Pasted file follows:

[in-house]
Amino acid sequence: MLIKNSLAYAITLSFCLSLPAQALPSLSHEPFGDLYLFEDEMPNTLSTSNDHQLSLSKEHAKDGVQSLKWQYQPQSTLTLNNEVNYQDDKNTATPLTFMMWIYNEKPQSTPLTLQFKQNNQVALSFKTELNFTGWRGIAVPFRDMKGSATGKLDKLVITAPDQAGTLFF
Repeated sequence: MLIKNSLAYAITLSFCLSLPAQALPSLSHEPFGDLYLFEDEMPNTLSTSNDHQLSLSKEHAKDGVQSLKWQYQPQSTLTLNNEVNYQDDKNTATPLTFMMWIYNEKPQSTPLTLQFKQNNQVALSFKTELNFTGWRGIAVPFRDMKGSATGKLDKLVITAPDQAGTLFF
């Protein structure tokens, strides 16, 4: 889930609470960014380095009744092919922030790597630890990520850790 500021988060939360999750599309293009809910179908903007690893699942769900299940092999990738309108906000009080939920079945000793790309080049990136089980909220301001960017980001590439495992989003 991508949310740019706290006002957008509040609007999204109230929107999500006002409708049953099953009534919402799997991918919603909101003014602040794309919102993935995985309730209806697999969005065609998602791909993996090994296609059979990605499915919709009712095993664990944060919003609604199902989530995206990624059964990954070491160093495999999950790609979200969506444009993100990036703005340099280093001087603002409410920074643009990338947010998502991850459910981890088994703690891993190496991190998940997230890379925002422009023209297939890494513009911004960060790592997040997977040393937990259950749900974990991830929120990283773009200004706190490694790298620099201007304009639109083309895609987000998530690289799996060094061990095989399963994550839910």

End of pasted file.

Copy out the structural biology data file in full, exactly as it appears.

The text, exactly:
[in-house]
Amino acid sequence: MLIKNSLAYAITLSFCLSLPAQALPSLSHEPFGDLYLFEDEMPNTLSTSNDHQLSLSKEHAKDGVQSLKWQYQPQSTLTLNNEVNYQDDKNTATPLTFMMWIYNEKPQSTPLTLQFKQNNQVALSFKTELNFTGWRGIAVPFRDMKGSATGKLDKLVITAPDQAGTLFF
Repeated sequence: MLIKNSLAYAITLSFCLSLPAQALPSLSHEPFGDLYLFEDEMPNTLSTSNDHQLSLSKEHAKDGVQSLKWQYQPQSTLTLNNEVNYQDDKNTATPLTFMMWIYNEKPQSTPLTLQFKQNNQVALSFKTELNFTGWRGIAVPFRDMKGSATGKLDKLVITAPDQAGTLFF
């Protein structure tokens, strides 16, 4: 889930609470960014380095009744092919922030790597630890990520850790 500021988060939360999750599309293009809910179908903007690893699942769900299940092999990738309108906000009080939920079945000793790309080049990136089980909220301001960017980001590439495992989003 991508949310740019706290006002957008509040609007999204109230929107999500006002409708049953099953009534919402799997991918919603909101003014602040794309919102993935995985309730209806697999969005065609998602791909993996090994296609059979990605499915919709009712095993664990944060919003609604199902989530995206990624059964990954070491160093495999999950790609979200969506444009993100990036703005340099280093001087603002409410920074643009990338947010998502991850459910981890088994703690891993190496991190998940997230890379925002422009023209297939890494513009911004960060790592997040997977040393937990259950749900974990991830929120990283773009200004706190490694790298620099201007304009639109083309895609987000998530690289799996060094061990095989399963994550839910």